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Ford Putting New Plastics into Production Vehicles for Weight Reduction

The new Ford Kuga crossover is the first Ford-branded vehicle on the road with plastic fenders molded from SABIC Innovative Plastics’ lightweight, impact-resistant, and recyclable Noryl GTX resin. Manufacturing the front fenders from Noryl GTX resin cut the Kuga’s weight by 2.0 kg compared to steel.

SABIC Innovative Plastics’ Noryl GTX resin can withstand the high temperatures required during the painting process, enabling Ford to utilize its normal on-line body painting process without special handling, and ensuring a color match with the rest of the car’s body. Noryl GTX resin is also conductive, allowing high paint-transfer efficiency during the painting process and avoiding the added cost of pre-painting with a conductive primer. Further, the use of thermoplastics significantly expands design options vs. stamped sheet metal.

Noryl GTX blends polyamide (PA) and modified polyphenylene ether (PPE) polymer technologies, combining the dimensional stability, low-water absorption, and heat resistance of PPE with the chemical resistance and flow of PA. The result is an extremely chemically resistant material with the stiffness, impact resistance, and heat performance required for on-line painting.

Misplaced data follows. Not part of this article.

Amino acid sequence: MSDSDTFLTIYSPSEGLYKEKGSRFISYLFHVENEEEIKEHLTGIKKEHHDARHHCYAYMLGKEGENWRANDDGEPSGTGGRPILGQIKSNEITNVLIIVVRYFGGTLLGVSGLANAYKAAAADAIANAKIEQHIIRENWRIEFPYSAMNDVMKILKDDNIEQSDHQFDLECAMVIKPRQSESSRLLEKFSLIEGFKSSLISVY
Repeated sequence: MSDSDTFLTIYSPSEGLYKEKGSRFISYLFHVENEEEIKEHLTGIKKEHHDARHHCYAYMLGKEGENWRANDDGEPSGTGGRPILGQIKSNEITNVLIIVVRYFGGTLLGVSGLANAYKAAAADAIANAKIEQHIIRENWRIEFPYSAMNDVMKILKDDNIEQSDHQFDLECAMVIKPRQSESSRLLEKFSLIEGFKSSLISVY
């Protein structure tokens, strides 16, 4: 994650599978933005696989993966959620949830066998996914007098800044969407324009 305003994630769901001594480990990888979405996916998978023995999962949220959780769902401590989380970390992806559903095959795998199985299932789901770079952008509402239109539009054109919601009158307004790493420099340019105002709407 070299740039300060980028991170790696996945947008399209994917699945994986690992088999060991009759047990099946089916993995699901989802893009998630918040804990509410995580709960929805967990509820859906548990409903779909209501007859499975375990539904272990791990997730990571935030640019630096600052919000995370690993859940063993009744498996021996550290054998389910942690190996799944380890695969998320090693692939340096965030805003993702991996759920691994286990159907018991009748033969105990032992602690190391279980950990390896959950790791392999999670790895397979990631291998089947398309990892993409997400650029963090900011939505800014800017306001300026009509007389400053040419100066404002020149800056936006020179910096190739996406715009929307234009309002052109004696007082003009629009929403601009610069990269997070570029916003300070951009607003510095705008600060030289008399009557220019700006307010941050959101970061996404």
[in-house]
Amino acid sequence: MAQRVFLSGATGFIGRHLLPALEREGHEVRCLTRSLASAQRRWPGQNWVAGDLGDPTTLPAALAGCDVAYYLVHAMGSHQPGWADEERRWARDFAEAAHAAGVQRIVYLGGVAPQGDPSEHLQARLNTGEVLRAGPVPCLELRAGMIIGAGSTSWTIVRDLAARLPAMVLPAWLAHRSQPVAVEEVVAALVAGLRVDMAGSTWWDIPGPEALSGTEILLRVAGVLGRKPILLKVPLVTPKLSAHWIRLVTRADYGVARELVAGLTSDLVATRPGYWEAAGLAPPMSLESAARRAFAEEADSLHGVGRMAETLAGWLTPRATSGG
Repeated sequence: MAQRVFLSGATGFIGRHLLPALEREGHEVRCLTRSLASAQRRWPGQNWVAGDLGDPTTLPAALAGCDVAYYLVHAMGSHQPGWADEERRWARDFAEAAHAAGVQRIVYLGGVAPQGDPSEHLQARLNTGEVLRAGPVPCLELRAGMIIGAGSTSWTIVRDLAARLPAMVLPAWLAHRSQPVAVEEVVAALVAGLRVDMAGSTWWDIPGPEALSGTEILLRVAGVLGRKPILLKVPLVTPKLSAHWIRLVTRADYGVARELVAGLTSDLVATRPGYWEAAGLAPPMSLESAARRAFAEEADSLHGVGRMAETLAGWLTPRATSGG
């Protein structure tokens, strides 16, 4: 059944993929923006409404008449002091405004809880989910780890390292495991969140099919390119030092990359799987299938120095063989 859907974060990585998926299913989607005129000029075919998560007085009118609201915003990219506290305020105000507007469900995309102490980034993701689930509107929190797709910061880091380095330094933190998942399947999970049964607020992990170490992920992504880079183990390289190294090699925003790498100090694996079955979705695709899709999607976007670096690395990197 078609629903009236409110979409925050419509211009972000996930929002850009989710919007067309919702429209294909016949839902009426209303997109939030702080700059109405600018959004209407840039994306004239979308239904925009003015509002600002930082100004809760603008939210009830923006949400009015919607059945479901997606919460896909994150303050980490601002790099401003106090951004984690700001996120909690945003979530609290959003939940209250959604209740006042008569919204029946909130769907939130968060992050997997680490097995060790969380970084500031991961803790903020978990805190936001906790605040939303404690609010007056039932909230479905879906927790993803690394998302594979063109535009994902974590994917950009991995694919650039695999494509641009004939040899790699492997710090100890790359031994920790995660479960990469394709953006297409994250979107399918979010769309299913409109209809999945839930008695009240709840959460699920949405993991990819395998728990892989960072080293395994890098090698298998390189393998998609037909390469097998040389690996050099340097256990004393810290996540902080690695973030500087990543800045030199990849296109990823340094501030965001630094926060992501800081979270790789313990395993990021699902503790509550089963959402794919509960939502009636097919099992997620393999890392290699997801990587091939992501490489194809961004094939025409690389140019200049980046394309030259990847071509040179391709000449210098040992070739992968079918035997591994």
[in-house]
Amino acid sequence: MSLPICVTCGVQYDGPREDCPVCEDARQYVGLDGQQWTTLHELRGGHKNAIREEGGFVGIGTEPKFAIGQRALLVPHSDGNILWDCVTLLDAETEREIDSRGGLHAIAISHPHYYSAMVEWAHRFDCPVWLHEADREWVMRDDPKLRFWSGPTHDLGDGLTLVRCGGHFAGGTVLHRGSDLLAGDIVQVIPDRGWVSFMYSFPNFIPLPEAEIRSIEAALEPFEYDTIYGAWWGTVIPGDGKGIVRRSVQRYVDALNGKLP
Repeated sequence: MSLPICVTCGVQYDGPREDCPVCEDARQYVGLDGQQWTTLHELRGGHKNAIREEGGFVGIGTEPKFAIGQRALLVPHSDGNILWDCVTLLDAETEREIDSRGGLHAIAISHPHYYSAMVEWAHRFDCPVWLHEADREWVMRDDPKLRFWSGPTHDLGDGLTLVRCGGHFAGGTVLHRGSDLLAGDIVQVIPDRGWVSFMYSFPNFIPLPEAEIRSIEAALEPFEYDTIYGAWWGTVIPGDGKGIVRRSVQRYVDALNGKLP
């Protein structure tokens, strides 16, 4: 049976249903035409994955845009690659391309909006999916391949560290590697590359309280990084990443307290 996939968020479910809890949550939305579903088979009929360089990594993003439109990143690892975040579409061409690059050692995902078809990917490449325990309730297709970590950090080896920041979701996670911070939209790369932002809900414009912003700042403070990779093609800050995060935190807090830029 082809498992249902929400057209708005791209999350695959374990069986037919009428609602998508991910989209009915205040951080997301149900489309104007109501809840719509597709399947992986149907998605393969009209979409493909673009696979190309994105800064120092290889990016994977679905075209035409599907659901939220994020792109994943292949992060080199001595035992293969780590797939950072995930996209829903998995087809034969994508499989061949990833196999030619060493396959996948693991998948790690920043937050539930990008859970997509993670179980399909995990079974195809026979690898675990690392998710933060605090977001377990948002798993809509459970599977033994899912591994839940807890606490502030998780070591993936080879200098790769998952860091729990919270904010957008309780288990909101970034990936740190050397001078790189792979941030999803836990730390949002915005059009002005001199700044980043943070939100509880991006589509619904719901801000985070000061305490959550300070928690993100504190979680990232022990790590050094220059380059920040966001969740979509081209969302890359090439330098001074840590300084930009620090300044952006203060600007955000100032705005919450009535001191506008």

The Kuga also features Ford’s first production energy absorber for pedestrian protection, molded of lightweight Xenoy resin and uses SABIC STAMAX long-glass-fiber-reinforced polypropylene product in the tailgate inner structure.



The idea of "adding lightness" to cars is not new. What is new is the car companies actually doing it!
If you think about it, you realize a light automobile with aerodynamic panels allows the car to use smaller, more-efficient engines to move the passenger load.
Where possible race cars lose as much weight as possible, often replacing trunk lids, hoods and rear glass with plastics.

Max Reid

Good effort.

Even more important is replacing Truck Chassis with Car Chassis. I guess the new Explorer will have a Car chassis and will weigh less.

Only pickup need the truck chassis since they carry a heavy load.

Richard Burton

anybody know how much percentage-wise this saves? how does this compare to a steel fender? fiberglass? aluminum? Richard

I don't know about this specific vehicle but the average steel fenders on a small car are only about 5 to 10lbs each. I'm thinking a crossover would be north of 10lbs on each fender. Maybe a 20% reduction in weight by my back of the napkin calculations.

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